Abstract: The Use (and Misuse) of Safe Spaces in Survival Horror Video Games

By Reuben Mount on March 21st, 2024

Safe Spaces are conceptually discussed in educational and sociological academia as spaces defined through a specific set of parameters. These spaces promise safety for participants within the space from physical and metaphorical harm, are often places of familiarity or comfort, and allow for creative expression of the participants (Hunter, 2008). The application of these safe spaces usually results in definable spaces, with established boundaries (whether these clear or not) that often have rules for engagement with – and interactions within – the spaces. Although these spaces can promise a transient safety whilst within their spatial and temporal parameters, they cannot promise “true safety” to their participants, due to various issues. For instance, the lack of definitive, permanent boundaries and the threats to safety both internal and external cannot be comprehensively negated as contexts and conditions around and within the spaces shift in response to societal, political, or social change. 

Survival horror video games are themselves founded on creating the opposite of the above, maintaining a sense of dread or imperilment for those experiencing them through various means, such as atmosphere, music or physical threat to player avatars. That does not mean that survival horror lacks safety, in fact, I would argue that the balancing of moments of high and low tension is key to the efficacy of the genre itself, especially given the horror medium’s use of anticipation – much alike other mediums in this genre, such as film. Although threats are a focus here, there must also be safety as continual increasing tension would lack the satisfaction of a release of said tension. Survival horror video games manage this safety to not only provide shelter from the horrific threats found elsewhere, but also to create greater tension through the implication and anticipation of further, impending threats. 

Therefore, this paper aims to begin with answering three key questions with regards to the following games to establish their levels of safety or if these texts even contain what could be considered as “safe spaces”; Resident Evil (2002), Alien Isolation (2014) and Silent Hill 4: The Room (2004):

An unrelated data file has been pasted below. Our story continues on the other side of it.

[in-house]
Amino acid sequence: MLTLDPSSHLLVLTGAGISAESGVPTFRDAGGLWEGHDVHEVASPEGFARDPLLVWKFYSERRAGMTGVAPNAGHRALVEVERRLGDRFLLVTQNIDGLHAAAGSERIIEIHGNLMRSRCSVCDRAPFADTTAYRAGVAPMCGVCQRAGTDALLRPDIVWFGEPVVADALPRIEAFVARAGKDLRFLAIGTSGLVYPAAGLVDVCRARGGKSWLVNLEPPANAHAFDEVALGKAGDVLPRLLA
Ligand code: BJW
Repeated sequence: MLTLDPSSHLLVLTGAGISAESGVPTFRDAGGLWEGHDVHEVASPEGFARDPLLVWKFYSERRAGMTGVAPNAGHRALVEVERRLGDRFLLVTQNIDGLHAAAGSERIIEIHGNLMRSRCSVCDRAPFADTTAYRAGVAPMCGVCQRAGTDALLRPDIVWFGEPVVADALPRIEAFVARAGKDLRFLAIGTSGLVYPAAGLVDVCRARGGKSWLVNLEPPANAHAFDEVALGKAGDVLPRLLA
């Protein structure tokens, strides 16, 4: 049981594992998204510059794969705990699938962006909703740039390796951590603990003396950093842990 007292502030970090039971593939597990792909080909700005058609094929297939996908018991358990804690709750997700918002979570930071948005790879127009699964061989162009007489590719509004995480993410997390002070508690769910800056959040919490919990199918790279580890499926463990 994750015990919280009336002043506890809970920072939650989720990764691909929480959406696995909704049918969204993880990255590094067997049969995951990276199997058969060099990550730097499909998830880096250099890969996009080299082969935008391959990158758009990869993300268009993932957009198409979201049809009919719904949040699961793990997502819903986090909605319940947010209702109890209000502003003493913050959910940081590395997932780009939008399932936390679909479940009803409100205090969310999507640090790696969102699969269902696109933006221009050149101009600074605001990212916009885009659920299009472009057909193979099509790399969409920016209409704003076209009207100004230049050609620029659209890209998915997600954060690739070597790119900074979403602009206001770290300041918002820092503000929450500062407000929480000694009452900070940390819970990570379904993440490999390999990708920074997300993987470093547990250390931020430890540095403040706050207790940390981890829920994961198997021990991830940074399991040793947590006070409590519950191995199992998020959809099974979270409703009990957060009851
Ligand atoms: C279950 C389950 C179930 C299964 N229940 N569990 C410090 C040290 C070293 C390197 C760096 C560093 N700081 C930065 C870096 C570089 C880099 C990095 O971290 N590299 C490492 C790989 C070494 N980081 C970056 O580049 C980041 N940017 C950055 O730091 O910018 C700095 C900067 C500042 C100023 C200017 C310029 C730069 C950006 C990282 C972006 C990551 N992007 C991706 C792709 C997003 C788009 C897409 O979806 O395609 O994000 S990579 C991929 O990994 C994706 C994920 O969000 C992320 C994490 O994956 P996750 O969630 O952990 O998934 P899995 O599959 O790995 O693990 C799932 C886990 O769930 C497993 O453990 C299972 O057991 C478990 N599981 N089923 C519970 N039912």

1. Safety for whom? Who is under threat in these experiences (player, avatar, etc.) 
  1. Safety from what? What are the key threats in each text? 
  1. Safety how? How are these spaces defined and enforced? 

Once the above is established I propose to explore how several survival horror video games use and mis-use ideas of safety to create unique experiences for the player and how safety, however transient, contributes to the efficacy of survival horror as a genre. This discussion will include the placements and parameters of safety within the individual game worlds, how these spaces are conveyed to the player, and how safety is leveraged in each instance to further the terror experienced by the player. In this discussion, I will refer to other survival horror titles both in the franchises of the games above and beyond to support the discussions, which is especially necessary with Silent Hill 4: The Room as that title balances safety and threat differently in comparison to others in its franchise.



Hunter, M.A. (2008) Cultivating the art of safe space, Research in Drama Education: The Journal of Applied Theatre and Performance, 13:1, pp.5-21, DOI: 10.1080/13569780701825195.